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Renowned peace and anti-nuke activist Helen Caldicott thinks she has a way to stop the all-but-inevitable war with Iraq: convince Pope John Paul II to join the human shields in Baghdad. Caldicott, who became well known during the 1980s for her anti-nuke activism, is urging people around the world to contact the pope and ask him to travel to Iraq. The pope, of course, has formally denounced the Bush administration’s Iraq policy, so who knows? He may be open to the suggestion.
Caldicott argues that " [t]he Pope’s physical presence in Iraq will act as the ultimate human shield, during which time leaders of the world nations can commit themselves to identifying and implementing a peaceful solution to this war that the world’s majority clearly does not support. " The Web site of the Nuclear Policy Research Institute (www.nuclearpolicy.org) posts a letter from Caldicott as well as a sample letter to send to Vatican City that argues her case in the most serious terms — " your physical presence in Baghdad will prevent the impending slaughter of hundreds of thousands of human beings " — and makes a good case for the 82-year-old Vicar of Christ on Earth to lay his body on the line.
Would such a scheme work? It might. What president wants to go down in history as the one who killed the pope? It would also — no matter which side of the war debate you are on — make a tremendous statement on behalf of finding other ways to resolve conflict besides killing people. In fact, the pope might also want to bring along Archbishop of Canterbury Rowan Williams and Rabbi Ismar Schorsch, chancellor of the Orthodox Jewish Theological Seminary, who has called a unilateral war " a calamitous policy. "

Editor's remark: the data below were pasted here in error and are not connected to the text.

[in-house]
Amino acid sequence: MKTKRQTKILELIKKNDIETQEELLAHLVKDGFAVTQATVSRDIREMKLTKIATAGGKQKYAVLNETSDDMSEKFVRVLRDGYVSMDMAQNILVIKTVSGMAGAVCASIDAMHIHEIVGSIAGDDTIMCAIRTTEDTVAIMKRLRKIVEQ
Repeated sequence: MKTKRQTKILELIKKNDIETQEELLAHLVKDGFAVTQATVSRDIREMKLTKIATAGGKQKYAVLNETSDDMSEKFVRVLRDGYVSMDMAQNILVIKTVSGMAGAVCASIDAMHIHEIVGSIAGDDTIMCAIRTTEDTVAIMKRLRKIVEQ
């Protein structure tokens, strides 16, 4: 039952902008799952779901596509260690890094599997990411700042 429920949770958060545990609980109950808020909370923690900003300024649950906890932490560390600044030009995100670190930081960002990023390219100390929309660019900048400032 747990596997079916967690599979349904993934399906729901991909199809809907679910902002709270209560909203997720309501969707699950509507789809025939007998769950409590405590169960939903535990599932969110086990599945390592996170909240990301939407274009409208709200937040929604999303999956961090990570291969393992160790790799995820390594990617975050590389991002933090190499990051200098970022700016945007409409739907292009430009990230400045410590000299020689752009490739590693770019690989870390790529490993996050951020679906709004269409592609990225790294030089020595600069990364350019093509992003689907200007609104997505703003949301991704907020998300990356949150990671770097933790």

Caldicott notes that if the pope went to Baghdad, it would be " historically unprecedented, " but this is not the case. In AD 452, Pope Leo I left the confines of besieged Rome and entered the camp of Attila the Hun to beg him to halt his invasion of the Holy City. Leo was helped by the miraculous appearance of Saints Peter and Paul. But he was also able to convince the Hun that he should cease and desist by reminding him that power was fleeting and that Rome, which once ruled the world, was now a " supplicant at his feet. " Attila, humbled by the thought that tremendous power does not necessarily produce positive results, withdrew. Sure, Rome eventually fell, Attila eventually died, and Leo I became Leo the Great. But sometimes a little moral vision isn’t such a bad thing.
Issue Date: March 13 - 20, 2003
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